According to the Helsinki Commission, the hearing will “explore best practices developed federally and locally in the United States to empower and integrate individuals with intellectual disabilities and discuss legal changes that will enable individuals with intellectual disabilities to reach their full potential.”

While on Capitol Hill, John and Mark will meet with legislators and staff to promote changes in laws and policy to protect the rights of workers with differing abilities. Mark said, “We need to see the differently abled as full-fledged citizens, people able to contribute, not helpless beings who need pity. We need laws that guarantee the same rights – including the same wages – as the neuro-typical population. The Fair Labor Standards Act of 1938 allows employers to pay the people with disabilities less than a minimum wage. We are working with the National Down Syndrome Society to support passage of the TIME Act to afford all people a fair, minimum wage.”

John and Mark consistently advocate to change laws regarding benefits for working people. Mark says, “We have benefits programs that limit the ability of the disabled to work. Our colleagues with disabilities work part-time. Why? Because if they work too many hours, they will lose their Medicaid and they cannot afford to do so.”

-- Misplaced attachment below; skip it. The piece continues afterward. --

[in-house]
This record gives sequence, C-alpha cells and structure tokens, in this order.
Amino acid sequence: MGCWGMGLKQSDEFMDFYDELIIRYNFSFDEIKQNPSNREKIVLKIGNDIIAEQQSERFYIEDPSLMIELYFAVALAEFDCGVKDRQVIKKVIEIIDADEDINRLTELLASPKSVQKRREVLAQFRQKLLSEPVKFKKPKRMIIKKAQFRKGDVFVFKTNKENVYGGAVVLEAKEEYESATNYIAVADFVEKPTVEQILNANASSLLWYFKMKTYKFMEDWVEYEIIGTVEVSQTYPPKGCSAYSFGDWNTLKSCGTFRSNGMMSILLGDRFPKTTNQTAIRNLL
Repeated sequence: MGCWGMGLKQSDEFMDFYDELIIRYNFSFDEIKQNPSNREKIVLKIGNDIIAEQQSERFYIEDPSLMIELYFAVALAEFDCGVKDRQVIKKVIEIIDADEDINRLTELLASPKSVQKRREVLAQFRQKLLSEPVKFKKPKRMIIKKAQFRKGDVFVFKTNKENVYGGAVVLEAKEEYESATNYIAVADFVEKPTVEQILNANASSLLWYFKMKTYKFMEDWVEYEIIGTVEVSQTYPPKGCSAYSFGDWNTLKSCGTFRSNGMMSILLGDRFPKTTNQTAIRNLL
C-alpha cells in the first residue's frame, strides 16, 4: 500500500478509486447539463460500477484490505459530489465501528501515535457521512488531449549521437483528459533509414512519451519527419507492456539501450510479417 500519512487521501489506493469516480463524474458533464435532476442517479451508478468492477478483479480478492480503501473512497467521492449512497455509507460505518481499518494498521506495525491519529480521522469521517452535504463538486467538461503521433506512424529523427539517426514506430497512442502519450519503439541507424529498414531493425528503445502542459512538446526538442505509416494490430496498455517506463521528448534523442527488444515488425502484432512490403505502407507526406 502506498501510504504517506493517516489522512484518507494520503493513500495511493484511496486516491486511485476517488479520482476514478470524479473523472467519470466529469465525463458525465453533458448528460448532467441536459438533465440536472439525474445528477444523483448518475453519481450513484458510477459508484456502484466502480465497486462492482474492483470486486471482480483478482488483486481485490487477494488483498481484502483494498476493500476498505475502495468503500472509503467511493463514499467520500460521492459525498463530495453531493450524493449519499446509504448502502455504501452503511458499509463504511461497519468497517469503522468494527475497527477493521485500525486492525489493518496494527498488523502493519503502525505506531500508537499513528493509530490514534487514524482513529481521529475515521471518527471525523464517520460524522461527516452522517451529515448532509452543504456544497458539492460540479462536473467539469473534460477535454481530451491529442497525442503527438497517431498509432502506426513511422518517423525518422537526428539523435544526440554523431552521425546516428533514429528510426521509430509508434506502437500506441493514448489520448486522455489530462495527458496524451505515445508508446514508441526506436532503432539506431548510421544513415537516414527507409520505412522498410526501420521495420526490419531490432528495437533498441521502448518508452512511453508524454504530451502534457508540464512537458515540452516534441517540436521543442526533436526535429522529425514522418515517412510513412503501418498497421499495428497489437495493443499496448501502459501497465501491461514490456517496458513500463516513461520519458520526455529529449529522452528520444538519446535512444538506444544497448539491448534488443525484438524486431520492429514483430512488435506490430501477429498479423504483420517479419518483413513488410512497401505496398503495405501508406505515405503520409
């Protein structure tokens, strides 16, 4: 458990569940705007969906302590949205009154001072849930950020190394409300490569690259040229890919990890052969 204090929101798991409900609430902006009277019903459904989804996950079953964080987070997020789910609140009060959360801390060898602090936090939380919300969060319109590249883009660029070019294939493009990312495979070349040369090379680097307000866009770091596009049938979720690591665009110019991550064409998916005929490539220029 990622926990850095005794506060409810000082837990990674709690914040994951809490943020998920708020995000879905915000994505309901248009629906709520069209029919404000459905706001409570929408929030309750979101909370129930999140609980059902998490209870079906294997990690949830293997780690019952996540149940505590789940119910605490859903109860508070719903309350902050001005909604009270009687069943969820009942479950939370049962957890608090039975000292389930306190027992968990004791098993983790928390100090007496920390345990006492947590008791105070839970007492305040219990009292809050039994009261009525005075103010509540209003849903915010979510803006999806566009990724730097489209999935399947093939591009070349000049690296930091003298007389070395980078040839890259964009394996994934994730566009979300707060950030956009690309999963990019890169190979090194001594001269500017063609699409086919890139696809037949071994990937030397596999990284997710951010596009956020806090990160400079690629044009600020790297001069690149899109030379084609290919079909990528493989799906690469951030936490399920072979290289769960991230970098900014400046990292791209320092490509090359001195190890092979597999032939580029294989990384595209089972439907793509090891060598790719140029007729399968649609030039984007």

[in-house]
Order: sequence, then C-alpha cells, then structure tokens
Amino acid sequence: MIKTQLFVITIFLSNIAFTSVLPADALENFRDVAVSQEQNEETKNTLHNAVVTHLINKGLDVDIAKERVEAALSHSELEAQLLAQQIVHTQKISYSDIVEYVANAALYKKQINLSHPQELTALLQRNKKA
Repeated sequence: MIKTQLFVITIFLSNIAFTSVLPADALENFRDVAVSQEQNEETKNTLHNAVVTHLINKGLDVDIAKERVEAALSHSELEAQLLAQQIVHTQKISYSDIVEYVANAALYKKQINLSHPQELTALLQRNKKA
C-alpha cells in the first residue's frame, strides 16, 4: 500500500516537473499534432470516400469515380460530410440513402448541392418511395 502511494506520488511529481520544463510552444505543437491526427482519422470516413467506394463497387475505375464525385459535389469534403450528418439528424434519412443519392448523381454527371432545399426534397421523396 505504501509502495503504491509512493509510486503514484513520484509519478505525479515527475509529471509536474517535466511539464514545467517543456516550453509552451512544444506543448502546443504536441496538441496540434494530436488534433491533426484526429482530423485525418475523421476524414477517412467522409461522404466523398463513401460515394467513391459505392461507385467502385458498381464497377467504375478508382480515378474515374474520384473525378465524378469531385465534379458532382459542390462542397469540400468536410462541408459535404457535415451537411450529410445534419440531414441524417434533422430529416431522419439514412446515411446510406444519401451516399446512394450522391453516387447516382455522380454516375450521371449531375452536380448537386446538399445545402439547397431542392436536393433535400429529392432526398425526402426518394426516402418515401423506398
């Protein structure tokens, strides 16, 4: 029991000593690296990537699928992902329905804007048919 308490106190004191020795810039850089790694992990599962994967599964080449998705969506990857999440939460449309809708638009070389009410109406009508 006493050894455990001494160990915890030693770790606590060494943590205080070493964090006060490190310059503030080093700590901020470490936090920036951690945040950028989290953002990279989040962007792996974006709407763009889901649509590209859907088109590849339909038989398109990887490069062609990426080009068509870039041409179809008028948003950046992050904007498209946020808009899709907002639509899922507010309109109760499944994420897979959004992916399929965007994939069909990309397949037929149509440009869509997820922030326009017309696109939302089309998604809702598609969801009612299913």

The National Down Syndrome Society (NDSS) will also appear before Congress. NDSS President and CEO Sara Hart Weir said, “John Cronin is a prime example of how an individual with Down syndrome is breaking barriers to prove that individuals with Down syndrome are ready, willing and able to work. People like John are why NDSS strives to create a world in which all individuals with Down syndrome can become valued members of communities — including within the workforce.”

Mark X. Cronin said, “Employers complain that they cannot find enough good workers, yet nearly 80 percent of the disabled are unemployed. We have this vast untapped pool of labor – a great national resource – that is ready, able and willing to work. We want people to see the benefits of hiring workers of all abilities. We hire people of differing abilities not out of altruism, but because it is good business.”


About John’s Crazy Socks